JZ: I think there is a growing and a complex landscape of organizations around these issues, and I am very glad about that. I think it is a fantastic development. But I am a historian and historians are always wary about predicting the future. We also know how long things take. Change is hard, takes a long time, and nobody should expect it overnight. That is not the way these things work. I do think these organizations that you are mentioning, and even though they are in their nascent stages, show a growing concern on the part of the professoriate. 

My problem right now is I feel that concern is not bipartisan enough. If you look, for example, at Heterodox Academy where I am also a founding member, you will see that most of the membership is either somewhere in the center or somewhere on the right, with a few on the left-center.  But straight-out liberal Democrats, unreconstructed McGovernites like myself, there are very few to be found.  That is the heart of the problem with the landscape right now. And I am not criticizing these organizations, I think they are fantastic. I am criticizing my own tribe, i.e., liberal Democrats. The newer organizations have not been successful in attracting people like me. If you look at who is most vocal on these issues, and even if you look at the founders of these different organizations, you will find that most of them are in the center or somewhere in the center-right with very few straight up political liberals. I think that is the next nut we must crack.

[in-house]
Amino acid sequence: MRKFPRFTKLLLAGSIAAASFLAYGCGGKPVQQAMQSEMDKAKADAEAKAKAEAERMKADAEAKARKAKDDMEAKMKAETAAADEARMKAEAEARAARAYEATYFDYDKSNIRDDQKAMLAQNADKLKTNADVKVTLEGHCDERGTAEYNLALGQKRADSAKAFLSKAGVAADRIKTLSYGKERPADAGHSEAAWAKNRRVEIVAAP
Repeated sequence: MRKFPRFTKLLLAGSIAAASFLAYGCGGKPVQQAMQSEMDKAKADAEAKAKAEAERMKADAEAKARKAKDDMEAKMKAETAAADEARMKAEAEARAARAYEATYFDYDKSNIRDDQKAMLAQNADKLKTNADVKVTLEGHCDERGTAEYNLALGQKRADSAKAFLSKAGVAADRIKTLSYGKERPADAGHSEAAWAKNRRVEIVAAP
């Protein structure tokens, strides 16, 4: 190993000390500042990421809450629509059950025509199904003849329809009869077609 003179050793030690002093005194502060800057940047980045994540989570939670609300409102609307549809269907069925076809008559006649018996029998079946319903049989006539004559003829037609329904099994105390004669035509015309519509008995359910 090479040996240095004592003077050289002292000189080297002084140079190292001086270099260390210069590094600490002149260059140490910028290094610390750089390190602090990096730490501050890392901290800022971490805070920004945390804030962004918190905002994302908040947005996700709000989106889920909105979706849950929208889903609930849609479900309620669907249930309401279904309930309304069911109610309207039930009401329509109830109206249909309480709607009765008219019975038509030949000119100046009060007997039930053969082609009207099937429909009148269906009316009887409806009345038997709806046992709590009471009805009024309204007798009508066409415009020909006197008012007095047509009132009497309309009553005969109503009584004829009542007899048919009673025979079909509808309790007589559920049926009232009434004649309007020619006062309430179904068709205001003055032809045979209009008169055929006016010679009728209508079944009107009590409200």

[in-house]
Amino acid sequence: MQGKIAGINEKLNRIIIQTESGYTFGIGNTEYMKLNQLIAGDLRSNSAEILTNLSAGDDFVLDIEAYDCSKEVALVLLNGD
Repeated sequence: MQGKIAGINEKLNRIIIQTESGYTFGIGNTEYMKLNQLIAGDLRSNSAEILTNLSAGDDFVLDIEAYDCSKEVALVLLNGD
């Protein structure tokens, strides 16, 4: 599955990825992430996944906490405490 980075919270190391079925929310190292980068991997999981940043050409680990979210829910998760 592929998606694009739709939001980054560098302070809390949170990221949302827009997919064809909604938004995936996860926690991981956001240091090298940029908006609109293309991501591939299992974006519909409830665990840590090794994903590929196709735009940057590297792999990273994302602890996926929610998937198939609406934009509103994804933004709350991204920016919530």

HM: What is an important work that has shaped your understanding about the history of academic freedom and what are you working on next? 

JZ: Historians are conservatives, no matter their politics. They are conservatives in a dictionary sense: they want to preserve and they like things that are old. I will have to say that on academic freedom and history, I think Ellen Schrecker’s 1986 work No Ivory Tower is still really the standard. It is such a good book that has not been replaced. Anyone who wants to understand the history of academic freedom, I think Ellen Schrecker’s work is the first place to go. 

With respect to what I am working on now, I have one big book left in me given how old I am. I am starting a soup-to-nuts history of schools and universities during epidemics and pandemics. I am sure there are many other people working on similar books now. For me, there is an autobiographical dimension because my wife is an infectious disease physician. What I am trying to figure out is not just how schools and universities have addressed epidemics in the sense of how they tried to alleviate the consequences, but what they have taught about them. And because we are talking about schools and universities, there will be academic freedom questions that run through all of this, because they always do. Do people have a right to criticize the university’s response to epidemics? Well, of course, you know, we say they do, but sometimes people have been fired for doing so. Anytime you write about the history of education in this country, academic freedom will be there. If it is not, you are not looking in the right place.